• Memory Trainer  A nifty little free app for Android phones (I'm not sure if they have it for iPhones)...  It's a bunch of short games designed to improve your spatial and working memory, focus, "chunking" and concentration skills.  Hard to say if it actually works but I like fiddling with it in waiting rooms, or when I just need a mental break from what I'm doing.  Find it here: https://play.google.com/store/apps/details?id=org.urbian.android.games.m...
  • Simple Notepad  Another free Android app...  This one is a simple and easy way to make notes and checklists on your phone.  Find it here: https://play.google.com/store/apps/details?id=org.mightyfrog.android.sim...
  • Cozi.com  My ADHD coach recommended this.  It's a whole set of online tools, desktop widgets and smart phone apps to assist coordinating and planning family schedules and such...  It has features for family (and individual) scheduling calendars, to-do lists, shopping lists, meal plans, and so on.  It's all in one spot online, and can be accessed by any family member from any computer or smartphone.  Pretty awesome, if you can get the whole family using it.  Not everyone here was enthused about it, so I haven't really gotten a chance to use it.
  • Lose It!  For those of us who self-medicate with food and want to get back into shape, or those of us who regularly use exercise to help focus...  Lose It! is a combination website and smartphone app.  Lose It! is all about straight forward losing weight by calorie counting...  It has a database of foods and exercises, and helps calculate a daily "calorie budget" for you based on age, weight, and how fast you want to drop the pounds.  Then, you can use it to keep a journal of your meals and exercise to track your net calories for the day, and also to track your weight.
  • JEFIT The second half of my effort to get back into shape, JEFIT is like having a personal trainer in your pocket.  It also has a website and a smartphone app.  And like Lose It!, you can use it to track weight, BMI, % fat, body measurements (waist, chest, biceps, etc...), and so on.  It also has a database of exercises, which you can use to create exercise routines.  Once you have a routine built, you can set your phone to run through the routine...  It'll record your reps, sets and weights, and has a rest timer with an alarm to keep you on track between sets.  These two made it a lot easier for me to be consistent about getting back into shape.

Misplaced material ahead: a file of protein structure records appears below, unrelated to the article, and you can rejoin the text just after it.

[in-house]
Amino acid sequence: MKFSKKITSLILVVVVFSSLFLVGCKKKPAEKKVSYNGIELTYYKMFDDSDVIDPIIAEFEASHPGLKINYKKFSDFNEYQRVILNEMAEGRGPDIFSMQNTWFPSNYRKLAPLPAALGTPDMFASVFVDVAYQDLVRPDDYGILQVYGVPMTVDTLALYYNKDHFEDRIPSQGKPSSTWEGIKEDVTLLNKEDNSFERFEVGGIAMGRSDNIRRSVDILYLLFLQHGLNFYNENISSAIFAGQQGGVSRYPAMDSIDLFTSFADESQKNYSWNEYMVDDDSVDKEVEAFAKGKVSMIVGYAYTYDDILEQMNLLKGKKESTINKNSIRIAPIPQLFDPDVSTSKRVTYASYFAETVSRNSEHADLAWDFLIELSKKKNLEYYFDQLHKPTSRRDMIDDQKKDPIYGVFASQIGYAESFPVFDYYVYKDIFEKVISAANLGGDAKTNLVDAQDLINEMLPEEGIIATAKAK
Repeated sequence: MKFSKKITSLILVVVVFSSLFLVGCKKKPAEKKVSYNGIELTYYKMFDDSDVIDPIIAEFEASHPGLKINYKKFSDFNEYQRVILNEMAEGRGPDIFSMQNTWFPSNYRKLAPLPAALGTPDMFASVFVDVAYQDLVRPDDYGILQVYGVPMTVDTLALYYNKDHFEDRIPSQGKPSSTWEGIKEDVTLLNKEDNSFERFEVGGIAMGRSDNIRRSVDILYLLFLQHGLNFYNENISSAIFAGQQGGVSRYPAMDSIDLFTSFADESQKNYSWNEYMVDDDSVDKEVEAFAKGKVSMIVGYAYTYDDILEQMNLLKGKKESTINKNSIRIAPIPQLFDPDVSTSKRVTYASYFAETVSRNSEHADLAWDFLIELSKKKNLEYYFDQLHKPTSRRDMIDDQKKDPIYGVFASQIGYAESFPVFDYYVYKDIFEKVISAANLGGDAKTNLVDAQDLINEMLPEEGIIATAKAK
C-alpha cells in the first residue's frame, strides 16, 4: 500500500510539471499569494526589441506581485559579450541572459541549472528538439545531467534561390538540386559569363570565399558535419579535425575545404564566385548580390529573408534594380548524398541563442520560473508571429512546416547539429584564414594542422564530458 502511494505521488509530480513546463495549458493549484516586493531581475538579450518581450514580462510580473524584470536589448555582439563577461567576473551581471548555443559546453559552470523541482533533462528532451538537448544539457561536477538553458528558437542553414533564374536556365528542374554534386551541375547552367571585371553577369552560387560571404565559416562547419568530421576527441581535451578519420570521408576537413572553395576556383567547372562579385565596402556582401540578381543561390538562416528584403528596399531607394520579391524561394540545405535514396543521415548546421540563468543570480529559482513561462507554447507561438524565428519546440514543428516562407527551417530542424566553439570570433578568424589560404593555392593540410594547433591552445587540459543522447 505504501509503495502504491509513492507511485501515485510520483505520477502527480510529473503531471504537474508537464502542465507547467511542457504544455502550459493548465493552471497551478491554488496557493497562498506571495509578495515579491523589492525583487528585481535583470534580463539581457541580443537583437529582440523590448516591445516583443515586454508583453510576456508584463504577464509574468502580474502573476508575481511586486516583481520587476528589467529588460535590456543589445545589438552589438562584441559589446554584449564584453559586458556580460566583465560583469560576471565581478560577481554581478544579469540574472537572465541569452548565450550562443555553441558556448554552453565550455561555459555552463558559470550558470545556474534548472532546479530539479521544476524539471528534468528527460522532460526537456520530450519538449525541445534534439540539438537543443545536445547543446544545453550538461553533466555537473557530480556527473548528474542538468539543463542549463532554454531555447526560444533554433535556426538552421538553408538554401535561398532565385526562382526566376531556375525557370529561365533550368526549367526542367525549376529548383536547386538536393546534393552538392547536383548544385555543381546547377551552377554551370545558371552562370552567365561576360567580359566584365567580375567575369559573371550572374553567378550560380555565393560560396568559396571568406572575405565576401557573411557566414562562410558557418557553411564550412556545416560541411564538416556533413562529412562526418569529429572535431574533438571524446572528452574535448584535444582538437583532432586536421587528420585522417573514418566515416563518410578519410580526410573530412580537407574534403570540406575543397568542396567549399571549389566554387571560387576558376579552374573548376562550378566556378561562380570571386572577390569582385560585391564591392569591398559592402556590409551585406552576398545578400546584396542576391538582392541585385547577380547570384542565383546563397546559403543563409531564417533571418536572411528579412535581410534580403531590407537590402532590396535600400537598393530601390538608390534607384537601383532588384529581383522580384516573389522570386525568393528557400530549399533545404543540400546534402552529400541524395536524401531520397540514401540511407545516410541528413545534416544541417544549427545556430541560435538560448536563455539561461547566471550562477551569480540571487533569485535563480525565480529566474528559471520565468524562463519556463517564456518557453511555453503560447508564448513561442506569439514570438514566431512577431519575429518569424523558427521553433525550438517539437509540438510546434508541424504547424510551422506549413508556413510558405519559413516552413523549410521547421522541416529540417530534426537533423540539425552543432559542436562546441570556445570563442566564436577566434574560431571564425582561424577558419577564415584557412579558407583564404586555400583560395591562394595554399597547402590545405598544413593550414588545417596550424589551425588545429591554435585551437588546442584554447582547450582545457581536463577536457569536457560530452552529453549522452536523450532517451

So many ADHDers seem to get caught up in technology...  smartphones and the internet and computer in general, especially.  Me just as much as anyone else.  I figure I might as well harness that predilection into helping my ADHD, instead of hindering it.

 

Pb.

fidgets

You mean physical stuff you can play with to keep your hands occupied, right?  In that case...

Rings - 

  • a ring with a big stone/etc in the middle that you can twist around and around your finger, or
  • a "Russian wedding ring" (3 interlocked rings) that you can easily push up and down your finger, OR
  • a spinning ring, the kind with one overlay piece that can spin around and around while the rest of the ring stays still.  

As a kid I would twist rings around my fingers ALL.THE.TIME.  (I also fidgeted with my feet, hair, mechanical pencils, and more but that's another story.)  I also have some funny equipment-free fidgets I think I developed to cope... like biting the tip of my tongue, and running one fingernail (usually the ring finger) up and down over the ridges of my thumb fingerprint.

OK, not many others of mine that are too useful... when I clean I like to sing or listen to very familiar songs, as I described it to my man: "If I have music going, I know I will be distracted by the music and not by something else."  but that isn't a fidget and isn't practical at the dinner table or the classroom!

 

Also can you explain the difference between alerting and calming fidgets?  I can't quite figure it out, even with the help of the internet...